I think Peter referred to this text:

Joshua S. Bloom and Joseph W. Richards, [Data mining and machine learning in time-domain discovery & classification (2011)](http://arxiv.org/pdf/1104.3142.pdf)

It has very clear descriptions of some ML methods. I've tried to summarise them but I'm not sure which wiki page would be most appropriate to post it on if it's of any use?

* Kernel density estimation (KDE) classifier: class-wise feature distributions are estimated using a non-parametric kernel smoother.

Con: difficulties estimating accurate densities in high-dimensional feature spaces (the curse)

* Naive Bayes classifier: class-wose KDE on one feature at a time, assuming zero covariance between features

Con: zero covariance is unlikely to be true.

* Bayesian network classifier: assumes a sparse, graphical conditional dependence structure among features.

* Gaussian mixture classifier: assumes that the feature distribution follows a multi-variate Gaussian distribution where the mean and covariance of each distribution are estimated from the training data.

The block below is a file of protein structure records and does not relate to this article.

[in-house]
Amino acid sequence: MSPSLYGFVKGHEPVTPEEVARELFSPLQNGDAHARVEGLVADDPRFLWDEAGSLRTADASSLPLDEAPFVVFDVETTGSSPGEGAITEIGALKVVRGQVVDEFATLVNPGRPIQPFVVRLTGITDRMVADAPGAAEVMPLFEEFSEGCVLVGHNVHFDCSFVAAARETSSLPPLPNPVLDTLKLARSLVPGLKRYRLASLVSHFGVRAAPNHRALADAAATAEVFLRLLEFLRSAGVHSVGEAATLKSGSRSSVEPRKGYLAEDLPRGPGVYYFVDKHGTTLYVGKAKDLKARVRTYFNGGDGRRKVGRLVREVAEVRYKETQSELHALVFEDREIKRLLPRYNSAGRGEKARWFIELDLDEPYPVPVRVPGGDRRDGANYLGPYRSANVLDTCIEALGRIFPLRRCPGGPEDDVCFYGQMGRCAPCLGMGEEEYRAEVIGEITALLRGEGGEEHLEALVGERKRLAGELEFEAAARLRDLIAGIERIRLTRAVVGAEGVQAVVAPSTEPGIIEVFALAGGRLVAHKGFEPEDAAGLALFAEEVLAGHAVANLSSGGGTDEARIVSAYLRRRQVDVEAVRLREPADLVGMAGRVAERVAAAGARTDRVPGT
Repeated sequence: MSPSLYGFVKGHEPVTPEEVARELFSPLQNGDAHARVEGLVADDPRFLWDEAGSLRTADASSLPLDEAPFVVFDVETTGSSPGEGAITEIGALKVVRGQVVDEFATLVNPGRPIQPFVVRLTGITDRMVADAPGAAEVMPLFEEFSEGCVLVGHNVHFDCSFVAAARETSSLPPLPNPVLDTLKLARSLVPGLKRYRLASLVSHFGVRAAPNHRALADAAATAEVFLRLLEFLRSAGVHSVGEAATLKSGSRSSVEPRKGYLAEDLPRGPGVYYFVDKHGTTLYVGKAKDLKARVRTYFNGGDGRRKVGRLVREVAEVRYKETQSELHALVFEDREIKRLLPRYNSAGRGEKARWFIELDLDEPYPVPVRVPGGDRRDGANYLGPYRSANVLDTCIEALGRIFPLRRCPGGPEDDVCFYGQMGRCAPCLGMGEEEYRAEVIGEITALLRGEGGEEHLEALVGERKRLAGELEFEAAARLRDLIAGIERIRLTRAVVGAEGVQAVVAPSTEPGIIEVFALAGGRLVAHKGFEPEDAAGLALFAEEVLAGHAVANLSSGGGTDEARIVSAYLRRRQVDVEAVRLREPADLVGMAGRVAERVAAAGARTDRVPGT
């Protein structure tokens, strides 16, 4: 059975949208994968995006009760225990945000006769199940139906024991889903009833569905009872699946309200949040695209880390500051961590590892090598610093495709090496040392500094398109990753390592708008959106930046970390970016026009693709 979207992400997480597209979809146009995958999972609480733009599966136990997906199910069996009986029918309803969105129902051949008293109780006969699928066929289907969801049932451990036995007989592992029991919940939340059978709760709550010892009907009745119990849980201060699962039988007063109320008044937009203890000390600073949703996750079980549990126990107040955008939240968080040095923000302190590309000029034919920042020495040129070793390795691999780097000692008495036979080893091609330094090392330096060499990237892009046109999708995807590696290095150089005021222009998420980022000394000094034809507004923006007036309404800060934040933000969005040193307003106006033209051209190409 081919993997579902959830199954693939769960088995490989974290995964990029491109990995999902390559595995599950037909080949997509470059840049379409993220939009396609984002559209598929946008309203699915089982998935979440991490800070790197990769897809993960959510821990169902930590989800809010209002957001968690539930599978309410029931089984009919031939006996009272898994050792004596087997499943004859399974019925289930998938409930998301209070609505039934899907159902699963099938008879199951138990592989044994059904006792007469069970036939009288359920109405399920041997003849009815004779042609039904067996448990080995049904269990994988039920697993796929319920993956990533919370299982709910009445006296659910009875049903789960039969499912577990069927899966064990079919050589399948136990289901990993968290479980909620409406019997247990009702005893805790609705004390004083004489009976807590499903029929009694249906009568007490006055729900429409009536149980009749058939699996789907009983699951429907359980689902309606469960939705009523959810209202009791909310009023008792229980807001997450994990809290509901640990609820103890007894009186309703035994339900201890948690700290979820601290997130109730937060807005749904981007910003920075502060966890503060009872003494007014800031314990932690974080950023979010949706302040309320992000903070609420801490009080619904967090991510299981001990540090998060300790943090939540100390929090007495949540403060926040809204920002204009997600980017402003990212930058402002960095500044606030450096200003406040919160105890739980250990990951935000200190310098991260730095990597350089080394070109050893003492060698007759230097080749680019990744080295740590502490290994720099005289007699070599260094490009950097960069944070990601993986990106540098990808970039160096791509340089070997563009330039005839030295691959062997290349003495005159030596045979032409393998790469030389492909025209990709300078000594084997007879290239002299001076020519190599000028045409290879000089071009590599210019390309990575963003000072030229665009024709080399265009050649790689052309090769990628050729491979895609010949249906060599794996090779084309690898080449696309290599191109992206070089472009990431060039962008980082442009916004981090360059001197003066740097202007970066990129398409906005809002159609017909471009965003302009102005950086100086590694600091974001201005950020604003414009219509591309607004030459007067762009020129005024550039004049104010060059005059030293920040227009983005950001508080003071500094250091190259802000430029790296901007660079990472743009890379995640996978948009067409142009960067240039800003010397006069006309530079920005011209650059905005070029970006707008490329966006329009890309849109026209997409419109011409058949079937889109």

* Random forest classifier: significantly statistically outperforms Gaussian mixture classifier.

* Quadratic discriminant analysis (QDA) classifier (or linear discriminant analysis *(LDA) classifier if pooled covariance estimates are used): refer to the type of boundaries used between features.

* Support vector machines (SVMs): find the maximum-margin hyperplane to separate instances of each pair of classes. Kernelisation of an AVM can easily be used to find non-linear class boundaries.

* K-nearest neighbours (KNN) classifier: predicts the class of each object by volting its K nearest neighbours in feature space, implicitly estimating the class decision boundaries non-parametrically.

* Classification trees: perform recursive binary partitioning of the feature space to arrive at a set of pure, disjoint regions.

* Trees:

* can capture complicated class boundaries
* are robust to outliers
* are immune to irrelevant features
* easily cope with missing feature values.


They have a high variance wrt. their training set due to their hierarchical nature.
Bagging, boosting and random forest overcome this by building many trees to bootstrapped versions of the training data and averaging their results.

* Artificial neural networks: non-linear regression models which predict class as a non-linear function of linear combinations of input features.

* computational difficulty with many local optima
* lack of interpretability (said by the authors to have severely diminished their popularity among the statistics community (2011).